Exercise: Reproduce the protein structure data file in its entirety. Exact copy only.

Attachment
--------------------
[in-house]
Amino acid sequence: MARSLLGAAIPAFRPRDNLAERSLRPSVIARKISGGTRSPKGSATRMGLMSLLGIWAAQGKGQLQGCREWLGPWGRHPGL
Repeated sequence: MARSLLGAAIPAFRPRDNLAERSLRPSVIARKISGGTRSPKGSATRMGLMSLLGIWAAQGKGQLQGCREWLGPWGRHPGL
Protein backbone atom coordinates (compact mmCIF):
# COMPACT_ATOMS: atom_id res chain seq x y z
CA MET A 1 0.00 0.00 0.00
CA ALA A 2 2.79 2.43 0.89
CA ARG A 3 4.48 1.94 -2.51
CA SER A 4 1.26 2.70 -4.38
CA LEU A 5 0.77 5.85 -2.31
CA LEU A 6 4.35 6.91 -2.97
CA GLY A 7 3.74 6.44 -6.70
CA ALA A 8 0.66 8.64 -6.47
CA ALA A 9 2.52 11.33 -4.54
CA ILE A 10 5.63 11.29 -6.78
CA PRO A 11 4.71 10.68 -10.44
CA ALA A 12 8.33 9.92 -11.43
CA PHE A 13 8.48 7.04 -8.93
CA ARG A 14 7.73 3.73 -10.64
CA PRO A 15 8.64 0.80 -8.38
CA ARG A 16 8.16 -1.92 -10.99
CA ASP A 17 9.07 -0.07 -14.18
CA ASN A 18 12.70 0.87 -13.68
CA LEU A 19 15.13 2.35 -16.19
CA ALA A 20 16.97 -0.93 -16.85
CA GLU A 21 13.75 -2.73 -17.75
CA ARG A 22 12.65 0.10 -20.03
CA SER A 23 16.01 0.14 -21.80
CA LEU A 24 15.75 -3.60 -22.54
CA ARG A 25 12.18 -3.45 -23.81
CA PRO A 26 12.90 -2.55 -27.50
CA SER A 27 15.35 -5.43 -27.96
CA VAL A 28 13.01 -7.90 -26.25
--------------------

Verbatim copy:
[in-house]
Amino acid sequence: MARSLLGAAIPAFRPRDNLAERSLRPSVIARKISGGTRSPKGSATRMGLMSLLGIWAAQGKGQLQGCREWLGPWGRHPGL
Repeated sequence: MARSLLGAAIPAFRPRDNLAERSLRPSVIARKISGGTRSPKGSATRMGLMSLLGIWAAQGKGQLQGCREWLGPWGRHPGL
Protein backbone atom coordinates (compact mmCIF):
# COMPACT_ATOMS: atom_id res chain seq x y z
CA MET A 1 0.00 0.00 0.00
CA ALA A 2 2.79 2.43 0.89
CA ARG A 3 4.48 1.94 -2.51
CA SER A 4 1.26 2.70 -4.38
CA LEU A 5 0.77 5.85 -2.31
CA LEU A 6 4.35 6.91 -2.97
CA GLY A 7 3.74 6.44 -6.70
CA ALA A 8 0.66 8.64 -6.47
CA ALA A 9 2.52 11.33 -4.54
CA ILE A 10 5.63 11.29 -6.78
CA PRO A 11 4.71 10.68 -10.44
CA ALA A 12 8.33 9.92 -11.43
CA PHE A 13 8.48 7.04 -8.93
CA ARG A 14 7.73 3.73 -10.64
CA PRO A 15 8.64 0.80 -8.38
CA ARG A 16 8.16 -1.92 -10.99
CA ASP A 17 9.07 -0.07 -14.18
CA ASN A 18 12.70 0.87 -13.68
CA LEU A 19 15.13 2.35 -16.19
CA ALA A 20 16.97 -0.93 -16.85
CA GLU A 21 13.75 -2.73 -17.75
CA ARG A 22 12.65 0.10 -20.03
CA SER A 23 16.01 0.14 -21.80
CA LEU A 24 15.75 -3.60 -22.54
CA ARG A 25 12.18 -3.45 -23.81
CA PRO A 26 12.90 -2.55 -27.50
CA SER A 27 15.35 -5.43 -27.96
CA VAL A 28 13.01 -7.90 -26.25